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ABC News Leans on BBC for Iraq War Coverage

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ABC News and the BBC will expand their news partnership in Iraq, with ABC reducing its full-time presence there while relying on the BBC for day-to-day reports from inside the country.

ABC will continue to have a Baghdad bureau, although it will have fewer employees than there had been since the war began in 2003 and no full-time correspondent assigned there. ABC News will continue have correspondents covering the war in Iraq, for larger stories like the upcoming elections as well as when the situation warrants.

"We will have a presence but significantly less than there was before," an ABC News executive who declined to be named told The Hollywood Reporter. "This is more of a reallocation of resources so we're not spending money for a substantial presence on the ground waiting for something to happen."

Now, the BBC's correspondents will cover any of the day-to-day stories that the network will carry.

ABC News president David Westin announced the change Wednesday morning in Baghdad in an email to employees obtained by The Hollywood Reporter. He wrote in the email that Iraq would continue to be an important story for ABC News and "we will devote all the resources necessary to do the story justice." ABC hopes that the expanded partnership will free ABC News' resources from daily stories.

The Baghdad bureaus have cost ABC and the other broadcast networks and cable news channels phenomenal amounts of money to keep open since the war began in 2003, millions of dollars per year with seemingly no end in sight. That includes not only keeping at least one correspondent and producing team there for much of that time per network but also the support staff and the heavy security that is required for operating in-country.

As the war dragged on, the broadcast networks had occasionally explored the sharing of resources and possibly content in Iraq. Throughout the war, it's been an often deadly place for journalists with among others the deaths of two CBS News employees in an IED explosion Memorial Day 2006 and the severe IED injury of CBS News correspondent Kimberly Dozier and a January 2006 IED explosion that severely wounded ABC News's Bob Woodruff. The networks have always shared intelligence and security matters in regular conference calls.

But efforts to extend that to content sharing, perhaps having one correspondent for the networks in Baghdad at a time working in a pool arrangement, never came to fruition. CBS News president Sean McManus said that it wasn't "an arrangement that made sense for CBS News." The network also doesn't have a full-time correspondent in Iraq, although Elizabeth Palmer spent 10 days there before Christmas filing reports. McManus said that having no full-time correspondent there saves a little bit of money but not as much; there is still a CBS News bureau there with employees.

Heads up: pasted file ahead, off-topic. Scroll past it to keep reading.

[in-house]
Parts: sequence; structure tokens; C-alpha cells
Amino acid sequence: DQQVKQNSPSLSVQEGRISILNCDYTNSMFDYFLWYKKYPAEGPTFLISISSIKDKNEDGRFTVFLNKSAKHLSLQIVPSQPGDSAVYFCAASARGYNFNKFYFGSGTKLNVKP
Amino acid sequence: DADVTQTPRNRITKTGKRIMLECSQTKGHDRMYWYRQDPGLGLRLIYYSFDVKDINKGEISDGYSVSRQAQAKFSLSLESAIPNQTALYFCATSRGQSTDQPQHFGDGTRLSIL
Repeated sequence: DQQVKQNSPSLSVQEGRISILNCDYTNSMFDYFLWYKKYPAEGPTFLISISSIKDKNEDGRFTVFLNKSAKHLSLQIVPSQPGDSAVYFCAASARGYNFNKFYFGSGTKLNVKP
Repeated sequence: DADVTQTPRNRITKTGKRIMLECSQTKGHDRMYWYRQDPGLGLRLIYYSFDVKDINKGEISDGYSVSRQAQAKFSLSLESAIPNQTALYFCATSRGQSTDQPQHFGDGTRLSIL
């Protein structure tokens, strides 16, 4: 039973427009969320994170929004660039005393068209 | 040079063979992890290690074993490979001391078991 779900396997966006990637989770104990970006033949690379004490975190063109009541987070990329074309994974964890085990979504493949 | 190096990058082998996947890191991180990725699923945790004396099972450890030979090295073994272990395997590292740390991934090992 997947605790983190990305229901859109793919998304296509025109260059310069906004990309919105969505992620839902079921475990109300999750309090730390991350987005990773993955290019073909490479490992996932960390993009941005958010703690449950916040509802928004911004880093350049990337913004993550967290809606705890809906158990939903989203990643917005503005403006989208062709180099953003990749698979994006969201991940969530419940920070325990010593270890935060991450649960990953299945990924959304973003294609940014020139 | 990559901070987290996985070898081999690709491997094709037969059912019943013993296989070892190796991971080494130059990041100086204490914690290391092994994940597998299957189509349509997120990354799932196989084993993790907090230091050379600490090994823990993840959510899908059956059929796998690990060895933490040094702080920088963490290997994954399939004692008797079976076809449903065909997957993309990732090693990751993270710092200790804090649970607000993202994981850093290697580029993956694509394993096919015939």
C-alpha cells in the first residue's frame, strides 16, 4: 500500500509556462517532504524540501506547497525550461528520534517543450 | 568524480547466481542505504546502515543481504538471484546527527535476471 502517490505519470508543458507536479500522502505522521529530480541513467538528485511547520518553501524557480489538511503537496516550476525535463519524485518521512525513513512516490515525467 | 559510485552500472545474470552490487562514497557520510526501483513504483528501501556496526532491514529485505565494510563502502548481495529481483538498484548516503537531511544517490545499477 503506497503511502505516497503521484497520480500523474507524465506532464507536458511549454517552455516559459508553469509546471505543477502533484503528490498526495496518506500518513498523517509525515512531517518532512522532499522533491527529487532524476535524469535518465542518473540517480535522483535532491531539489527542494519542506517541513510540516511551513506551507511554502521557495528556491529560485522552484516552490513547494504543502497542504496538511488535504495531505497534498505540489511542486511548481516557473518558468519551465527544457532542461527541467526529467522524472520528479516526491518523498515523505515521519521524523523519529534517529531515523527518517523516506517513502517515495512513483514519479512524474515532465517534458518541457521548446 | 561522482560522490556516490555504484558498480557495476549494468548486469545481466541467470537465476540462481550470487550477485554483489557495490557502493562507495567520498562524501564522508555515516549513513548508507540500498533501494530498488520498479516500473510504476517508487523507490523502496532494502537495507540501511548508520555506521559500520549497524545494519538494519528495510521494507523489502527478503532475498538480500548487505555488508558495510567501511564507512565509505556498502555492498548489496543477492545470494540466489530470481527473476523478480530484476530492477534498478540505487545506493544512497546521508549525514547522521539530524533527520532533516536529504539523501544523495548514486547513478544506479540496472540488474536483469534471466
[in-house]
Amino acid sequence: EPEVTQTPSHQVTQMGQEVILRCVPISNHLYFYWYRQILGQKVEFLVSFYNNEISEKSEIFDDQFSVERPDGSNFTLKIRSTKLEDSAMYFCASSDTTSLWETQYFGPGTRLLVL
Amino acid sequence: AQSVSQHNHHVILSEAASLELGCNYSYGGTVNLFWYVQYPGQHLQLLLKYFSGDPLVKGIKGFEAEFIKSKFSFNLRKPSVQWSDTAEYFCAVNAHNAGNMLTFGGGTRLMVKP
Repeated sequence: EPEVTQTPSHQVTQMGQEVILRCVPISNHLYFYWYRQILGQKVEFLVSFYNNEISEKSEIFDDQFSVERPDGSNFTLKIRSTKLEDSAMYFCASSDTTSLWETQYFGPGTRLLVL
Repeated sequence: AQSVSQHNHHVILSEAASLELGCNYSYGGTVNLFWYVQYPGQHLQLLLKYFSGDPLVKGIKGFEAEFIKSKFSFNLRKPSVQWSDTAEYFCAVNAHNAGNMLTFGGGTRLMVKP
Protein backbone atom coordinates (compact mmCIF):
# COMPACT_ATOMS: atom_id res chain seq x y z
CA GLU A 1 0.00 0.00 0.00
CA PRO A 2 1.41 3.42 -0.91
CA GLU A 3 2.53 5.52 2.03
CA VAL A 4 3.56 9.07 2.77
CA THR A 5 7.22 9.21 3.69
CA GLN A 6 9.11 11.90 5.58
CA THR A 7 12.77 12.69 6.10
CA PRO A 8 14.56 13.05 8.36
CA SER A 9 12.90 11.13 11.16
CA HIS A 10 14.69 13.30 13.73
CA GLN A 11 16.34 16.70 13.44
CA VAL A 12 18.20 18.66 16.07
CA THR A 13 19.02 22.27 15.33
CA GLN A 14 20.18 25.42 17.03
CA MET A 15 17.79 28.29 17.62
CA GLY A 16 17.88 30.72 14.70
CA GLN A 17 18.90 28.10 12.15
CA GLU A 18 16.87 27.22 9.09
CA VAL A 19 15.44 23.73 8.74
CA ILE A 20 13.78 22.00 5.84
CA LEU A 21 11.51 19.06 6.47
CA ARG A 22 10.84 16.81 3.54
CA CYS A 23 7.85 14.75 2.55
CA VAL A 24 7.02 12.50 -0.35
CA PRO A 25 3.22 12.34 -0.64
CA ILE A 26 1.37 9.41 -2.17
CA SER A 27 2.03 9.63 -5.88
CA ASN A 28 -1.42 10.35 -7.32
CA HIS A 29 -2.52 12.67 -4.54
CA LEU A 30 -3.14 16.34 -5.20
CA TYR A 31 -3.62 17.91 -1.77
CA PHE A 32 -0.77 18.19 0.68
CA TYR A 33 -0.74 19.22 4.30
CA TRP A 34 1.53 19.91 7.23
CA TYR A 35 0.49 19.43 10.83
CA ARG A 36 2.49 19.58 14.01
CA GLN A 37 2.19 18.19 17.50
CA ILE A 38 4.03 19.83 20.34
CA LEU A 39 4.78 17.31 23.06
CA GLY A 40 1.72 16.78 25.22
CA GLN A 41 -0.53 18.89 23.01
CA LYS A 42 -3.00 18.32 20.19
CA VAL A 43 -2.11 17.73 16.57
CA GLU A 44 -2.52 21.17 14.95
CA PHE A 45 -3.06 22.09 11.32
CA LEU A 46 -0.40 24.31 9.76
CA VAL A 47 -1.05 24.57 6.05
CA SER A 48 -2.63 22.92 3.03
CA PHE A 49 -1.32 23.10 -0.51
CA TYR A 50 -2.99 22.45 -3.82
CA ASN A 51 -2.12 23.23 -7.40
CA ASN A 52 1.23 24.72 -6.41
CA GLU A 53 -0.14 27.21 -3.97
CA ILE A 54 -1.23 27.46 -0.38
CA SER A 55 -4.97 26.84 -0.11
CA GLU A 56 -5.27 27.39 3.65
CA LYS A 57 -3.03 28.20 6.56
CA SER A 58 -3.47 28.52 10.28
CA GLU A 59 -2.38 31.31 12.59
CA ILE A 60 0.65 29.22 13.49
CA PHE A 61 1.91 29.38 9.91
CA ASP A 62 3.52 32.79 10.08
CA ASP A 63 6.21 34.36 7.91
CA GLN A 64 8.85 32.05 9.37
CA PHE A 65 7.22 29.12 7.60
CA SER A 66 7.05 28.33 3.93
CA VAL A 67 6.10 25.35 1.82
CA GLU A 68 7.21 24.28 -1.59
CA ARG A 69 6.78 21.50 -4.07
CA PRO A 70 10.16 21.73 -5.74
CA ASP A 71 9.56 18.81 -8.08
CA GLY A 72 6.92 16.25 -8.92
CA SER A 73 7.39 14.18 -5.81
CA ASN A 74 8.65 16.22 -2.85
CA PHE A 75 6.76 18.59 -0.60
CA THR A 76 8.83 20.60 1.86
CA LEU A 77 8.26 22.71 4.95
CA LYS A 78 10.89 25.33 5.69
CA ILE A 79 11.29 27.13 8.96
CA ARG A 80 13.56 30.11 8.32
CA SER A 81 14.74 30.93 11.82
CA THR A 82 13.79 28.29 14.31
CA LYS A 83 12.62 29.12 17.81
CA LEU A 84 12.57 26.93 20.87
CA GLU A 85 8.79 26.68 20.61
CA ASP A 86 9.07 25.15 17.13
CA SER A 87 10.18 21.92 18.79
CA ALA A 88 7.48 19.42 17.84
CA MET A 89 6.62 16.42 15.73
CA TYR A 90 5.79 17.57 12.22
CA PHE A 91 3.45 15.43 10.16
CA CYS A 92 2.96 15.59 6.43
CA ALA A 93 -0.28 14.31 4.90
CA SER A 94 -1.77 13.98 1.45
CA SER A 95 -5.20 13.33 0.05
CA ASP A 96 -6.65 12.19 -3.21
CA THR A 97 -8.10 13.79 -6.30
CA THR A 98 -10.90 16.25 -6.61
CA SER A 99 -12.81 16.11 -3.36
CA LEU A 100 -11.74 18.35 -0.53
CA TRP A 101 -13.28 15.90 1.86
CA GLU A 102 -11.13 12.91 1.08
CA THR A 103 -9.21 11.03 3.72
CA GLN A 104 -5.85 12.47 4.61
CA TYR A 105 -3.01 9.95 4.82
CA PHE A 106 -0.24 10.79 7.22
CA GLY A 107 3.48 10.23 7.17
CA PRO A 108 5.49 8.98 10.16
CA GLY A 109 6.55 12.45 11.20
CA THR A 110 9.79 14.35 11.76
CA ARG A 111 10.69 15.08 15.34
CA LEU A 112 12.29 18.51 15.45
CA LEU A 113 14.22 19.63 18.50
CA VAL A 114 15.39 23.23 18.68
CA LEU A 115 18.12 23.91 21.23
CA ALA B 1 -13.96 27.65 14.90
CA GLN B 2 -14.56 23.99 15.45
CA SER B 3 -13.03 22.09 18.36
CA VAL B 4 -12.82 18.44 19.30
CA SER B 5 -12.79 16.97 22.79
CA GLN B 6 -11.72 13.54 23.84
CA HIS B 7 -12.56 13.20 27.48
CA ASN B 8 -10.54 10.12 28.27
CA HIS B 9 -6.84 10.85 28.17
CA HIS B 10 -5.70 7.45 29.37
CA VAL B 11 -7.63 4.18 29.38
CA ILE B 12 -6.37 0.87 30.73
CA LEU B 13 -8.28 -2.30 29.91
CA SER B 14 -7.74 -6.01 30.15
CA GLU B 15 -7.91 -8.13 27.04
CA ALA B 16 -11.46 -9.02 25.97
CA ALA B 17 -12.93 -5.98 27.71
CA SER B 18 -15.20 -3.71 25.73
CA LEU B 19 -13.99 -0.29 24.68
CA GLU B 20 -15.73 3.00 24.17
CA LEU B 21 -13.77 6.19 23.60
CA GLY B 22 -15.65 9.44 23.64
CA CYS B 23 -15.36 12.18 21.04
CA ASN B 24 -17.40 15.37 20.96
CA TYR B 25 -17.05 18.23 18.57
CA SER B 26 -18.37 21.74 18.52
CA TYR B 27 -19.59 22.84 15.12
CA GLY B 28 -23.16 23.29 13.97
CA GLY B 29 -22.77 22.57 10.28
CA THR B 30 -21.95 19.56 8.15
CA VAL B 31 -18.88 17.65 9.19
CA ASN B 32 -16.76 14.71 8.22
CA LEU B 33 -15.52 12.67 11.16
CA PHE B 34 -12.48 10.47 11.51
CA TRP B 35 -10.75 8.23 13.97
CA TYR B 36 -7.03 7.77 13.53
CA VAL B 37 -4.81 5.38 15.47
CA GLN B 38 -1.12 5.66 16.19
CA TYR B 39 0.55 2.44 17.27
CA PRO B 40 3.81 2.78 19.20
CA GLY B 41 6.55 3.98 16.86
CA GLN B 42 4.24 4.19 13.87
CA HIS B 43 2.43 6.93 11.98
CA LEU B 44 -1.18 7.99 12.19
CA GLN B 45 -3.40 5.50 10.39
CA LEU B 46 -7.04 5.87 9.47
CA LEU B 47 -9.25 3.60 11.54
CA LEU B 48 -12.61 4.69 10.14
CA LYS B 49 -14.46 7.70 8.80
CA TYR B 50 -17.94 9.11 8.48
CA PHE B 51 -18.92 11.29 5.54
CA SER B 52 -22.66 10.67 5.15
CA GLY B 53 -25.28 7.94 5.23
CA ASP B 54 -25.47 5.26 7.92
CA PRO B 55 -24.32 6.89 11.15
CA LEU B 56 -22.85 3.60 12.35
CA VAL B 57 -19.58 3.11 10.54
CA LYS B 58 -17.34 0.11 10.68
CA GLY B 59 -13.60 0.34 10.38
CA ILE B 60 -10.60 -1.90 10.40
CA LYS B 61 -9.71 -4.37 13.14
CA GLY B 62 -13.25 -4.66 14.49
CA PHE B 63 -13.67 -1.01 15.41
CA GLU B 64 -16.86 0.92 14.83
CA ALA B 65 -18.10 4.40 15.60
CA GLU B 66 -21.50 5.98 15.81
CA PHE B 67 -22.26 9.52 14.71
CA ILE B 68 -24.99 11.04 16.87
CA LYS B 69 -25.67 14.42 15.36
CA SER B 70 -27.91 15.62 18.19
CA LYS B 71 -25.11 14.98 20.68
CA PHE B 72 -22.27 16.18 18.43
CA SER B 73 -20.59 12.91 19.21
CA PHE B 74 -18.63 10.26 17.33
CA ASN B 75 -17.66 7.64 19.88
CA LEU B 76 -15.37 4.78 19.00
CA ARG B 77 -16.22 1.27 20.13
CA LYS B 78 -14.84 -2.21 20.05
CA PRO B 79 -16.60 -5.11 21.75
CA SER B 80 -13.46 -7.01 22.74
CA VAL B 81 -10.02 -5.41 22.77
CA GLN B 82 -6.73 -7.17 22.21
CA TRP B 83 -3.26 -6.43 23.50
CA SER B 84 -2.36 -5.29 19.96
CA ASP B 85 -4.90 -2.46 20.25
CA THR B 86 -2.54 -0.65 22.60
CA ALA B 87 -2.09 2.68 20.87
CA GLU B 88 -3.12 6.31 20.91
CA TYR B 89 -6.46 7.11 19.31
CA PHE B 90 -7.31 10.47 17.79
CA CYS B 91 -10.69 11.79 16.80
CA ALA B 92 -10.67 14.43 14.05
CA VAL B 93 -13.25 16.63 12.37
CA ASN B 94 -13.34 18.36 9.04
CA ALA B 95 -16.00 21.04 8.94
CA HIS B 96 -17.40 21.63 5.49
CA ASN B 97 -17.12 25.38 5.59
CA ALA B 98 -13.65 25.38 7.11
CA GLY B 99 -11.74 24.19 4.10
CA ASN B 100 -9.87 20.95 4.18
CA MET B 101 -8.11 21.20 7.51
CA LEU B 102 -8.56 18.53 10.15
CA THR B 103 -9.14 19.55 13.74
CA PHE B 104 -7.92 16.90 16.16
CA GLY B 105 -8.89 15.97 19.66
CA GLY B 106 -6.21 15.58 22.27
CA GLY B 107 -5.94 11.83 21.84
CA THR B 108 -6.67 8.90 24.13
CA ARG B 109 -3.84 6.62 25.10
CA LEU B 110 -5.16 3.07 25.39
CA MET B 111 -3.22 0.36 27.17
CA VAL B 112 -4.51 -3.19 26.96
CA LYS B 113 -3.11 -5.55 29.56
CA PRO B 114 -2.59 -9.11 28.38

"It wasn't so much a question of saving some money but being more intelligent in how we use our resources," McManus said.

ABC's decision to share content with the BBC comes at a time when the broadcast networks are finding their budgets slimming and the need to cover stories like the war in Afghanistan increasing. ABC hasn't shied away from covering international stories, with a creative use of resources in one-person, high-tech bureaus in India, Africa and elsewhere. But the Iraq war has, even with 130,000 U.S. troops remaining there, fallen mostly off the front pages and top of the evening newscasts. Troop deaths are down; so is the amount of time that the networks have devoted to the story in the election year just past.

The evening newscasts only gave 434 minutes of airtime to the war, down sharply from the 1,888 in 2007 when it was the top story of the year, according to the Tyndall Report. The networks gave 2,009 minutes of coverage in 2006. But the presidential election and the recession were by far the biggest stories of the year, pushing Iraq far down the list of news priorities. By contrast, there were 745 minutes of stories on the Obama campaign and 531 minutes of stories on the McCain campaign, Tyndall said.

"For a good long time, the nature of the [Iraq] story has been day of air stories," the ABC executive said. "There's not as much day-of-air reporting that needs to be done. There are major stories that need to be reported out, and we will continue to do that."

That includes ABC's award-winning "Iraq: Where We Stand" series that began soon after the war started and is a big annual effort between ABC, the BBC and other print and foreign network partners. "Where Things Stand" will continue again this year.

"We're committed to that series," the exec said.

It also includes embedding with U.S. troops, as correspondent Martha Raddatz has done continually, and other longer-term stories as warrants.

ABC News has had a long-term content sharing plan with the BBC, the only U.S. network to do so. The partnership has grown from 1994, when it began, to include having BBC correspondents file stories for the network. The partnership goes both ways, with the BBC providing reports from the Congo last year while ABC helped the BBC with coverage of the presidential election.

The deal includes some financial support for the BBC's coverage by ABC, but it wasn't clear how much. The BBC announced to its employees the change Wednesday afternoon.